Call this elegant decor? Great Aunt Rose might agree… | Interiors

In the 1950s, a best-selling treadmill – at 2,000 miles – was produced by Kidderminster and was called ‘Skaters’ Trail’. It consisted of curvy lines in bright red and gray accompanied by a sprinkling of stars, replacing the brown linoleum and flooring austerities of wartime Britain and rationing.

Open any interior design magazine today, say Liveetc or Home and Gardens – or browse Lulu’s ‘golden-wallpaper-at-£840-a-roll’ Lytle website – and the patterned rug is most certainly back, apparently the choice of anyone under 50 who likes to be fashionable. If, of course, they can afford a roof over their heads first.

Those who learned to crawl on Skaters’ Trail are now well over 60, McCarthy Stone’s target age. Last year, the housing company for retirees provided “later life” for more than 20,000 people in 475 housing estates. If McCarthy Stone’s decor resembles that of an expensive “later” establishment opened near my house, it will be painfully modern, a cruise ship riot of scratches, stains, glass, foliage, of luster and burnished gold. The ghost of Liberace on the piano is expected.

The McCarthy Stone website states, “We want to offer a more positive view of what it means to be old. That makes his study of the design tastes of people over 65, published last week, sound very rum indeed. The study peddles outdated stereotypes before overturning them with new research. According to these stereotypes, patterned carpets, floral wallpapers, avocado bathroom sets, garden gnomes, lace tablecloths, sheers, grandfather clocks and porcelain figurines are judged ” obsolete” by two-thirds of retirees. Of course they are – and, no doubt, they were for many of their parents too.

Those who travel through the uncharted territory of the future living today have been raised in the realm of Habitat, launched in 1964, and Ikea, which arrived in Warrington in the late 1980s; stripped, flat, bare floor, primary colors and white, white, white. Also in the 1960s, women began to take paid employment, so the less to dust, polish, vacuum, and devote to your waking hours, the better.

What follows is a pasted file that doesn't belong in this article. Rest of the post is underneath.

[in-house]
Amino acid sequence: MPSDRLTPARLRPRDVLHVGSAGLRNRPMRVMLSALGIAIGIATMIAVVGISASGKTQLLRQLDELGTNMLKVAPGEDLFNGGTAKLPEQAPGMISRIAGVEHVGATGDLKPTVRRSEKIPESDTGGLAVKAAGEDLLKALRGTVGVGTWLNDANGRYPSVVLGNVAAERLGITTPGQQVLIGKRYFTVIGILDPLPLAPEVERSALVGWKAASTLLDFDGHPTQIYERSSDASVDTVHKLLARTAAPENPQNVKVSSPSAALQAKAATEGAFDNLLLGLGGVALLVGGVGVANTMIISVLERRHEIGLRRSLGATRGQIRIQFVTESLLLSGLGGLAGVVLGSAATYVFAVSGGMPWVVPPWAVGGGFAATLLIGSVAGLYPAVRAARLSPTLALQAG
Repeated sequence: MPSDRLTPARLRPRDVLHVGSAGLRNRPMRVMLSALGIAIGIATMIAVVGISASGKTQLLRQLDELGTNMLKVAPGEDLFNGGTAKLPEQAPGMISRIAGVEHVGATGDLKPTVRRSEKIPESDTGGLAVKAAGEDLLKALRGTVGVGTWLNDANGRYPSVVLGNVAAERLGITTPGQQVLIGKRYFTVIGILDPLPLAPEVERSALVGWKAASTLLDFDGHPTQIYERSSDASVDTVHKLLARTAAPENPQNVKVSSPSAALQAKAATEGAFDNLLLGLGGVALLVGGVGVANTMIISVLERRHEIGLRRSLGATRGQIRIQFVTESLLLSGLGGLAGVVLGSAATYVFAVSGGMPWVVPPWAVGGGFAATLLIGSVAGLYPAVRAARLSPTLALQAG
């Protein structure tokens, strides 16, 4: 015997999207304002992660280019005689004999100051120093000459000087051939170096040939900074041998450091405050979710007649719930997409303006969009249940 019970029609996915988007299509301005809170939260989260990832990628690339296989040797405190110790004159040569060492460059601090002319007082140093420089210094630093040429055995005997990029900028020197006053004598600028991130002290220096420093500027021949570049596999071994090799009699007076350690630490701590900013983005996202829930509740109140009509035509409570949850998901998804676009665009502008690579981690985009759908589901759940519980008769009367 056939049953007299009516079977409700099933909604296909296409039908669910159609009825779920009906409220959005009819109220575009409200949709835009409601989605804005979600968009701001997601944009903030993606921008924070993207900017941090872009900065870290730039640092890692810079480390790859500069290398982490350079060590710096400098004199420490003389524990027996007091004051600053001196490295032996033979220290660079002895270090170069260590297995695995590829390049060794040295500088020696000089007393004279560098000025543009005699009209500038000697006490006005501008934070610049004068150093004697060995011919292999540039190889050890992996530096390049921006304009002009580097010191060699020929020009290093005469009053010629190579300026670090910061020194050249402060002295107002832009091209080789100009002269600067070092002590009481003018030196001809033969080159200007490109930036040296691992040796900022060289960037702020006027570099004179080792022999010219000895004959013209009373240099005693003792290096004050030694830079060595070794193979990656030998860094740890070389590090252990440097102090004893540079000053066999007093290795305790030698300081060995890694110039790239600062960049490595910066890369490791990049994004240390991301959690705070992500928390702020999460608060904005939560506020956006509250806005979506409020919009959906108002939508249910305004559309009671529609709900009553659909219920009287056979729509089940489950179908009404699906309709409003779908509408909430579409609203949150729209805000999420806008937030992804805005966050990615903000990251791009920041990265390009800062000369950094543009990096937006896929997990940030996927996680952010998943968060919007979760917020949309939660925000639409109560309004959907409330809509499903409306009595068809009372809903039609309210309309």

More recently, many members of this same generation have experienced the overwhelming task of dismantling the homes of a deceased mother, father or aunt. Yes, there is the occasional grandfather clock, garden gnome and porcelain figurine – but these too have often been inherited from a previous generation.

My late parents were, not uncommonly, teenagers serving in the armed forces during World War II and, like many of their generation, saw their family homes destroyed by bombs. Throwing away the possessions cherished by relatives, regardless of the period, was considered sacrilege. Their offspring are often, reluctantly, more brutal.

Furniture and sentimental objects end up for the most part, alas, in charity shops or condemned to tips for health and safety reasons. After dismantling one or more homes (no avocado bathrooms and few “soft toilet seat covers” but a whole lot of tinkering), the mantra for many of my friends is, less is more. Not least because we don’t want to leave a legacy of “things”, whether ancient or ultra-futuristic, so our own children have to endure the pain of throwing away the reminders of a lifetime.

In 2021, McCarthy Stone reported that 27% of over-65s in the UK say they have experienced ageism. Growing up in a time when, at 20, anyone over 40 was considered an acquaintance of Noah and the Ark, this seems like progress. Not enough, but still progressing.

Another help would be to avoid silly stereotypes and instead delve into the true scale of the enormous diversity that represents old age today, shaped by wealth and poverty, health, geography and luck. And taste too, in all its manifestations.

In the meantime, let’s return to the website of Lulu Lytle of interior design firm Soane. Ironically, it’s a stunning riot of the kind of multi-patterned wallpaper, rugs, upholstery and trinkets my great-aunt Rose used to favor when she was 80 in the 1950s. Now, as we all know, he is much loved by 34-year-old Downing Street resident Carrie Johnson.

And in the May issue of Interior world, music producer Mark Ronson, 46, reveals his five-bedroom Manhattan home is decorated in an art deco style, with pride of place for his record player and vinyl records. In decor, the old slips effortlessly into the 21st century style, if the price is right.

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